According to the indictment against him, Coriolant recruited the teen to work
as a prostitute beginning in 2009 in the Orlando area, giving her alcohol and
drugs and taking the money she earned. The girl was about 14 years old at the
time, the U.S. Attorney’s Office said.

Coriolant then arranged for the girl to work in the New Orleans area, using a
classified-advertising website to advertise and find clients, the U.S.
Attorney’s Office said. After working as a prostitute out of a hotel in Kenner,
La., the girl was arrested and returned to live with relatives in Orlando.
Coriolant later sent back the girl back to Louisiana and prostitution.

The FBI is investigating the case as part of Project Safe Childhood, a nationwide effort to
combat child-sex trafficking that was launched in 2006, the U.S. Attorney’s
Office said.

Records show Coriolant has a history of arrests in several Florida counties
on drug and other charges.


Cambodia convicts US paediatrician for sex abuse

An American paediatrician has been sentenced by a
Cambodian court to four years in prison for sexually abusing a 15-year-old

James D’Agostino, 56, was found guilty of purchasing child prostitution.

D’Agostino, a volunteer doctor at a children’s hospital in the capital Phnom
Penh, denied the charges even as he was sentenced.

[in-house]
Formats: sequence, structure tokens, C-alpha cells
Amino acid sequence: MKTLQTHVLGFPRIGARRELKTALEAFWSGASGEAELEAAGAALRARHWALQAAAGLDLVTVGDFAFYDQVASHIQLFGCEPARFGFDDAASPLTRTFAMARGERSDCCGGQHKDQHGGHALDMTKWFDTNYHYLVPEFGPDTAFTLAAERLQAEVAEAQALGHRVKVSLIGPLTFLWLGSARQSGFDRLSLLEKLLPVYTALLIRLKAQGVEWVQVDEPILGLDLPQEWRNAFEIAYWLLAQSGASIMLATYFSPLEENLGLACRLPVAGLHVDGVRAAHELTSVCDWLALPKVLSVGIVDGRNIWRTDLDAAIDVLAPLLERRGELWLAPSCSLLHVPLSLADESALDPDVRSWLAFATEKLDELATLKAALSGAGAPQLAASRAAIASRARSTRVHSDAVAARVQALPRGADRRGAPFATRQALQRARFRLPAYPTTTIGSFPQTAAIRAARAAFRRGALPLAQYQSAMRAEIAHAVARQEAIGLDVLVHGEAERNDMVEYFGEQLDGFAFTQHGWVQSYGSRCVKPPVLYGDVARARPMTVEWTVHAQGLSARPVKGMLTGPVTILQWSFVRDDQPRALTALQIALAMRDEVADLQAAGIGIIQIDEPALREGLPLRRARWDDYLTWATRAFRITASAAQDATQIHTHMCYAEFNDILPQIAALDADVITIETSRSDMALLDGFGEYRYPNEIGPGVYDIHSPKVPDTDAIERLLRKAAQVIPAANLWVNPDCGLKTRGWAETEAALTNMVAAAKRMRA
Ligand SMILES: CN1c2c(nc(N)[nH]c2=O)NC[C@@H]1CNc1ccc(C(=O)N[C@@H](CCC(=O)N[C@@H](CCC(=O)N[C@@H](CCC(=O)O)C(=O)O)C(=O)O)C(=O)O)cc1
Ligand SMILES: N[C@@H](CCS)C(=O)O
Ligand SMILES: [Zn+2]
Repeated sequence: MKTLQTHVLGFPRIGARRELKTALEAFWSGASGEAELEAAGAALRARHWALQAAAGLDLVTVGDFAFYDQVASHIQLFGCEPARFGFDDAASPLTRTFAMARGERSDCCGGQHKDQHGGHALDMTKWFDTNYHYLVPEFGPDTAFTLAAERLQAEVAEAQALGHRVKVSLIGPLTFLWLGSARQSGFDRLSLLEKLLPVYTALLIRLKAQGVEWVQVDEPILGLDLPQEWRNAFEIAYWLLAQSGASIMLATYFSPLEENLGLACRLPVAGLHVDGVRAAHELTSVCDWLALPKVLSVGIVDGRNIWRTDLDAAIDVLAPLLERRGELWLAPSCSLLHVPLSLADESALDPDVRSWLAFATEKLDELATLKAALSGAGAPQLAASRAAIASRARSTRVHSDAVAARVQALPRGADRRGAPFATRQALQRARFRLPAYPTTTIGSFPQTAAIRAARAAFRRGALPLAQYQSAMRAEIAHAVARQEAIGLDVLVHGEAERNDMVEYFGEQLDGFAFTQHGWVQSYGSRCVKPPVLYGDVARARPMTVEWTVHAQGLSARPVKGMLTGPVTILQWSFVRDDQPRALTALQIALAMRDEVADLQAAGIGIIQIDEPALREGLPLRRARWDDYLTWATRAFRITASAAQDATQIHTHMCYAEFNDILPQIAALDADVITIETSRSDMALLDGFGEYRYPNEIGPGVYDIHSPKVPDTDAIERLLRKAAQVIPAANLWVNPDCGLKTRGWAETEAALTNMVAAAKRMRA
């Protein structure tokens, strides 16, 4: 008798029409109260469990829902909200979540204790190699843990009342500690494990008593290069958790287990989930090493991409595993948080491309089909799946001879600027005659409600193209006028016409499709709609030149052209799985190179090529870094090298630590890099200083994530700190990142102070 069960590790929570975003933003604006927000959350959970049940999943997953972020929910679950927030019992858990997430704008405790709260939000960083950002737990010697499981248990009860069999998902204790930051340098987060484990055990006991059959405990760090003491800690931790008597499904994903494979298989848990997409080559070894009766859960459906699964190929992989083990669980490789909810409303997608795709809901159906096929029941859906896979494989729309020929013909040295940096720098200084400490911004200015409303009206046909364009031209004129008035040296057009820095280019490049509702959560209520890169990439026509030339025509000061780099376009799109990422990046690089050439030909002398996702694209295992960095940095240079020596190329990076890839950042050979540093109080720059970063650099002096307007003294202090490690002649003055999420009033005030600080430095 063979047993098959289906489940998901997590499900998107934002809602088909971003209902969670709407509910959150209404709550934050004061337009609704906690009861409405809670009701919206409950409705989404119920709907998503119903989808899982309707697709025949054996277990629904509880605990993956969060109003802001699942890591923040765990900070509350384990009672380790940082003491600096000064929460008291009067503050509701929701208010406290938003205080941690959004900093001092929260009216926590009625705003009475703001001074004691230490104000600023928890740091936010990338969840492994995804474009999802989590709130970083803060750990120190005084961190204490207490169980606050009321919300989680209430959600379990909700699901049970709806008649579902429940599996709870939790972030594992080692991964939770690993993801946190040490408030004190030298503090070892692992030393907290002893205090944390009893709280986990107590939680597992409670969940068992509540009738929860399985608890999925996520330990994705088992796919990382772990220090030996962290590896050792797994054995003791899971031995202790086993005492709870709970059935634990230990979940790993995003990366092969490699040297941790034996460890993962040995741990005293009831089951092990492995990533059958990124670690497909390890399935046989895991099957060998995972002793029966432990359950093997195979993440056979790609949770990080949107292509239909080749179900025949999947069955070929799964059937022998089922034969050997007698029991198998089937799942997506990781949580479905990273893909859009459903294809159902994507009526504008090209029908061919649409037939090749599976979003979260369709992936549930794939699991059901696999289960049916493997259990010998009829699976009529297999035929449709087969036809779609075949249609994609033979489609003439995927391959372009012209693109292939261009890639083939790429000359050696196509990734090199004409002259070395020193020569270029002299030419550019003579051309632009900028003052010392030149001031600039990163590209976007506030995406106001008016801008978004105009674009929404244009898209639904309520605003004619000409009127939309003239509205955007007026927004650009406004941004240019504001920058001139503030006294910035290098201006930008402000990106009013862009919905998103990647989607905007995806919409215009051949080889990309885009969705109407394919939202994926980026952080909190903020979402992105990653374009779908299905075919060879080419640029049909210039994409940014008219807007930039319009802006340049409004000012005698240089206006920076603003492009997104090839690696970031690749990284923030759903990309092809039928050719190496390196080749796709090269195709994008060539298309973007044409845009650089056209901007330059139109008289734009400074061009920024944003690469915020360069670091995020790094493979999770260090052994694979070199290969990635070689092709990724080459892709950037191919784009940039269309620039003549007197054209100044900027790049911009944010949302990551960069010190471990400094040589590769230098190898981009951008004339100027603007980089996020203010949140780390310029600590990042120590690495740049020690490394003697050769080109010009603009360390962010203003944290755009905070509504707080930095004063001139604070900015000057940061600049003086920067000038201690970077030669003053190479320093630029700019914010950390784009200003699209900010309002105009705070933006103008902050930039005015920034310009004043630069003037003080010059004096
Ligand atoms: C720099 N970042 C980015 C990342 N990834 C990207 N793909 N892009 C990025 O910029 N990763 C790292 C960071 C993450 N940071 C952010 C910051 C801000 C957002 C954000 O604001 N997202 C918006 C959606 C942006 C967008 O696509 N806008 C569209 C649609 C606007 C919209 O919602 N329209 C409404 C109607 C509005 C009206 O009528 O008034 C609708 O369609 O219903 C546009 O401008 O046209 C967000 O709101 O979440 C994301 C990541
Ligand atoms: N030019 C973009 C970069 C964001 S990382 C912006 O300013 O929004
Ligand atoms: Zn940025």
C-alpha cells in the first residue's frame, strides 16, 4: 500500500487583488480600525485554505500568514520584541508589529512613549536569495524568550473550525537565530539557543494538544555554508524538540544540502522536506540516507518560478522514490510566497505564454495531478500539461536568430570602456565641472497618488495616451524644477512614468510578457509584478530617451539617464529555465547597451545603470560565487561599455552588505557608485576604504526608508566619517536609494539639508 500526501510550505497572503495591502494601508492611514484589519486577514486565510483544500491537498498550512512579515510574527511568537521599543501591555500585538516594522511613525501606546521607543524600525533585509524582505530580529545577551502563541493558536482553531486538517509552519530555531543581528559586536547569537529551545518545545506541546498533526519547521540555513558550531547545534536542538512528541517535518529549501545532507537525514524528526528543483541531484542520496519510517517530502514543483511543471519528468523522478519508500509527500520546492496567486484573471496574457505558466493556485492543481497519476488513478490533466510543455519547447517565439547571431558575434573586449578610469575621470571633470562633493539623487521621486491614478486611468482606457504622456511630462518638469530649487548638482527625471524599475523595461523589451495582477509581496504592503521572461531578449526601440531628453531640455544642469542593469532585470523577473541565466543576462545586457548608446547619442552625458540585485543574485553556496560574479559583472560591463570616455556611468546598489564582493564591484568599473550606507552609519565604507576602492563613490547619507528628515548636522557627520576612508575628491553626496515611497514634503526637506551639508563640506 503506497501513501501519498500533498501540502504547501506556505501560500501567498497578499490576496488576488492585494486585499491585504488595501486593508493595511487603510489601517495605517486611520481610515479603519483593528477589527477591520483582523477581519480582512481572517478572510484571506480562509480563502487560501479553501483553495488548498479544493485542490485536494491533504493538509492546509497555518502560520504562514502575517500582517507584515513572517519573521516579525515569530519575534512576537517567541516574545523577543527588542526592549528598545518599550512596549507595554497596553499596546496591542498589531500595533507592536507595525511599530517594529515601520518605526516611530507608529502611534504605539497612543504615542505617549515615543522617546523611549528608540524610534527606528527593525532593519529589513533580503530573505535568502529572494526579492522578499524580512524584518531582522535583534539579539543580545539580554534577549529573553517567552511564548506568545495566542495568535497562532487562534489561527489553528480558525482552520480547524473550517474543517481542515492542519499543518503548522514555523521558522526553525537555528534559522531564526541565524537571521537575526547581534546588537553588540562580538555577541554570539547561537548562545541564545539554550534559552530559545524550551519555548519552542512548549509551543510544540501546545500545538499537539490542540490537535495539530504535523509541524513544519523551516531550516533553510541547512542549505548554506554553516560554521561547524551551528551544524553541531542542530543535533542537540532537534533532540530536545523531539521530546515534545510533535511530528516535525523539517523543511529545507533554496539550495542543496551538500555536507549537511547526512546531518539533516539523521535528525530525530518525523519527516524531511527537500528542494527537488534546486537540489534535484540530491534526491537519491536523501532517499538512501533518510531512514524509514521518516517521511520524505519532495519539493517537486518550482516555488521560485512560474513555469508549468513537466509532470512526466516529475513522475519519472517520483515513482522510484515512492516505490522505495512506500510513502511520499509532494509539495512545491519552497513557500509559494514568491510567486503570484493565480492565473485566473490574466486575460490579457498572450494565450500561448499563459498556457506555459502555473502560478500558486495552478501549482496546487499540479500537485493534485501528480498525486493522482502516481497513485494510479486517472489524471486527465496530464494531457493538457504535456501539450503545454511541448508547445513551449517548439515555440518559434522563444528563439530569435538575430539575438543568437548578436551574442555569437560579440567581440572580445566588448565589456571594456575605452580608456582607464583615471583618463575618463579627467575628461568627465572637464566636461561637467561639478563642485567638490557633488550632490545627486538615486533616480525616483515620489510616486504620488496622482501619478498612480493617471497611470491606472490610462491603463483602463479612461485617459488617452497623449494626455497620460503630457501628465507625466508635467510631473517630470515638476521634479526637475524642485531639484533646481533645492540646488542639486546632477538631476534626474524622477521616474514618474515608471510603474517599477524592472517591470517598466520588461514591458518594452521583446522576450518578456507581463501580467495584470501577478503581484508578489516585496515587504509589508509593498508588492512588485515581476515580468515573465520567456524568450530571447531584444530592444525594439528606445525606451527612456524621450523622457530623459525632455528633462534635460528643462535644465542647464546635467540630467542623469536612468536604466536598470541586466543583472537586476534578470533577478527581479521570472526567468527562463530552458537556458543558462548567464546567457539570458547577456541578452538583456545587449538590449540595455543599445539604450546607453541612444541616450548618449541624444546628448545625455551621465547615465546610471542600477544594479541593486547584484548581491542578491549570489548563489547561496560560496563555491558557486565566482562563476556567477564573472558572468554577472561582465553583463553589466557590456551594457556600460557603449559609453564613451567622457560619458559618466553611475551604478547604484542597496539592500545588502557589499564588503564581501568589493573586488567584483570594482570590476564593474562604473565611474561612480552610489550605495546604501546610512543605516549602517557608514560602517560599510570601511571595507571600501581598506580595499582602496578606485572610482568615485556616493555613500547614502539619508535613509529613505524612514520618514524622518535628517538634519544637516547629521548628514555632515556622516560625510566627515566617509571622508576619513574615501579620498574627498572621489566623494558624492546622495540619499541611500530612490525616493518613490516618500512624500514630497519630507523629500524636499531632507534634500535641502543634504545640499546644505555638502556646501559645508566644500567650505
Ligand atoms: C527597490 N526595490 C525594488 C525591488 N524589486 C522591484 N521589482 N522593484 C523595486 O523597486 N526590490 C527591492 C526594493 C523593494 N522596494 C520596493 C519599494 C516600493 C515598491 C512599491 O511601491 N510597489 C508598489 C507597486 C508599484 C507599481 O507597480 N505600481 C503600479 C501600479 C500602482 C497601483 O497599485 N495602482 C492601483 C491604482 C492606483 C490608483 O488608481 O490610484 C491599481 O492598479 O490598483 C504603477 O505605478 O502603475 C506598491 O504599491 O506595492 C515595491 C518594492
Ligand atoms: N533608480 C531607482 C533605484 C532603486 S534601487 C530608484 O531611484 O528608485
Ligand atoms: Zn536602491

The former pediatric emergency doctor will be deported after serving his
prison term.

“I don’t agree with it. I am innocent,” he told AFP news agency after the

D’Agostino was arrested in February 2011 after the boy told authorities about
the abuse. The teenager had stayed in the home of the doctor, who paid for his

Since 2003, Cambodian police and courts have increasingly targeted sex
offenders, in an attempt to shake off the country’s reputation as a haven for
foreign paedophiles.

Marco Rubio uses Senate platform to call attention to human trafficking

Alex Leary, Times Staff Writer
WASHINGTON — In Immokalee, a dozen Hispanics spent long days in the fields then were forced to sleep in a rental truck. In Boca Raton, Filipino workers pulled grueling shifts at country clubs then returned home as captives, fed rotten chicken and denied medical attention.

Stories such as these from recent years in Florida are chilling examples of human trafficking — an issue officials say is growing but often overlooked.